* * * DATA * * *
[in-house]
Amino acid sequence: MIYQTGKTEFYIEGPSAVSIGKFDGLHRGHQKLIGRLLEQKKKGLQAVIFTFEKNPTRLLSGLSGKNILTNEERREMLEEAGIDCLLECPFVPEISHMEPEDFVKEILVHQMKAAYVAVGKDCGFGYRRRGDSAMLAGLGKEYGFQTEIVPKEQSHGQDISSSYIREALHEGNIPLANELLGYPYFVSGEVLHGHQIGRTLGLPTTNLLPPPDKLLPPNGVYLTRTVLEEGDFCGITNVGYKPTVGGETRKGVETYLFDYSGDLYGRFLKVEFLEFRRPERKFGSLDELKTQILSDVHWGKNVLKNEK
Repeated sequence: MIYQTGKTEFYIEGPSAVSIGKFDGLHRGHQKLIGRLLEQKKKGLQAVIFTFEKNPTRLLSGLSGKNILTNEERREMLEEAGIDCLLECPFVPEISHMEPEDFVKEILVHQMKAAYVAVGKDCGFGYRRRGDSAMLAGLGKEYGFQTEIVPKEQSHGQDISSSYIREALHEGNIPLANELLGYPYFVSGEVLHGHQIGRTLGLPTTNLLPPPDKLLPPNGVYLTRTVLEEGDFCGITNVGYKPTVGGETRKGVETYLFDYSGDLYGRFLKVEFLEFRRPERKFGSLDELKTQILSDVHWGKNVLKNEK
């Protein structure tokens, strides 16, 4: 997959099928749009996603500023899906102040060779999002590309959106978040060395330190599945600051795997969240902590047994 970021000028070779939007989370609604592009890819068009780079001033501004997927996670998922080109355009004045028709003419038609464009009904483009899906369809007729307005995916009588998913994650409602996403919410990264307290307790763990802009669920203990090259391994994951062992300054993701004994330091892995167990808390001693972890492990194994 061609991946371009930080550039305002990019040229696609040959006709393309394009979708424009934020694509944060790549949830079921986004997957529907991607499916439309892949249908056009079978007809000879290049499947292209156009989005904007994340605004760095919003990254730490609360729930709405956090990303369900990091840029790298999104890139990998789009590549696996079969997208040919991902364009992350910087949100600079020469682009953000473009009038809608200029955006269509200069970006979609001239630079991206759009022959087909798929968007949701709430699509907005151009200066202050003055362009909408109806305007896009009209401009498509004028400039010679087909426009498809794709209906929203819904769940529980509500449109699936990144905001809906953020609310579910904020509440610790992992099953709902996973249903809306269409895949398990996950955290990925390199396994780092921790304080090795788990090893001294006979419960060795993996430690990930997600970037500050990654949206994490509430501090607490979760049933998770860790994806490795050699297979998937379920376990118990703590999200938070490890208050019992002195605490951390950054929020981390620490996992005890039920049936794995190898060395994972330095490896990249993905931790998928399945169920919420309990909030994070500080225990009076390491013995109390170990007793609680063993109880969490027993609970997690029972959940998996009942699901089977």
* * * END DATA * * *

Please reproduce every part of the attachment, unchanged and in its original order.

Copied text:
[in-house]
Amino acid sequence: MIYQTGKTEFYIEGPSAVSIGKFDGLHRGHQKLIGRLLEQKKKGLQAVIFTFEKNPTRLLSGLSGKNILTNEERREMLEEAGIDCLLECPFVPEISHMEPEDFVKEILVHQMKAAYVAVGKDCGFGYRRRGDSAMLAGLGKEYGFQTEIVPKEQSHGQDISSSYIREALHEGNIPLANELLGYPYFVSGEVLHGHQIGRTLGLPTTNLLPPPDKLLPPNGVYLTRTVLEEGDFCGITNVGYKPTVGGETRKGVETYLFDYSGDLYGRFLKVEFLEFRRPERKFGSLDELKTQILSDVHWGKNVLKNEK
Repeated sequence: MIYQTGKTEFYIEGPSAVSIGKFDGLHRGHQKLIGRLLEQKKKGLQAVIFTFEKNPTRLLSGLSGKNILTNEERREMLEEAGIDCLLECPFVPEISHMEPEDFVKEILVHQMKAAYVAVGKDCGFGYRRRGDSAMLAGLGKEYGFQTEIVPKEQSHGQDISSSYIREALHEGNIPLANELLGYPYFVSGEVLHGHQIGRTLGLPTTNLLPPPDKLLPPNGVYLTRTVLEEGDFCGITNVGYKPTVGGETRKGVETYLFDYSGDLYGRFLKVEFLEFRRPERKFGSLDELKTQILSDVHWGKNVLKNEK
């Protein structure tokens, strides 16, 4: 997959099928749009996603500023899906102040060779999002590309959106978040060395330190599945600051795997969240902590047994 970021000028070779939007989370609604592009890819068009780079001033501004997927996670998922080109355009004045028709003419038609464009009904483009899906369809007729307005995916009588998913994650409602996403919410990264307290307790763990802009669920203990090259391994994951062992300054993701004994330091892995167990808390001693972890492990194994 061609991946371009930080550039305002990019040229696609040959006709393309394009979708424009934020694509944060790549949830079921986004997957529907991607499916439309892949249908056009079978007809000879290049499947292209156009989005904007994340605004760095919003990254730490609360729930709405956090990303369900990091840029790298999104890139990998789009590549696996079969997208040919991902364009992350910087949100600079020469682009953000473009009038809608200029955006269509200069970006979609001239630079991206759009022959087909798929968007949701709430699509907005151009200066202050003055362009909408109806305007896009009209401009498509004028400039010679087909426009498809794709209906929203819904769940529980509500449109699936990144905001809906953020609310579910904020509440610790992992099953709902996973249903809306269409895949398990996950955290990925390199396994780092921790304080090795788990090893001294006979419960060795993996430690990930997600970037500050990654949206994490509430501090607490979760049933998770860790994806490795050699297979998937379920376990118990703590999200938070490890208050019992002195605490951390950054929020981390620490996992005890039920049936794995190898060395994972330095490896990249993905931790998928399945169920919420309990909030994070500080225990009076390491013995109390170990007793609680063993109880969490027993609970997690029972959940998996009942699901089977």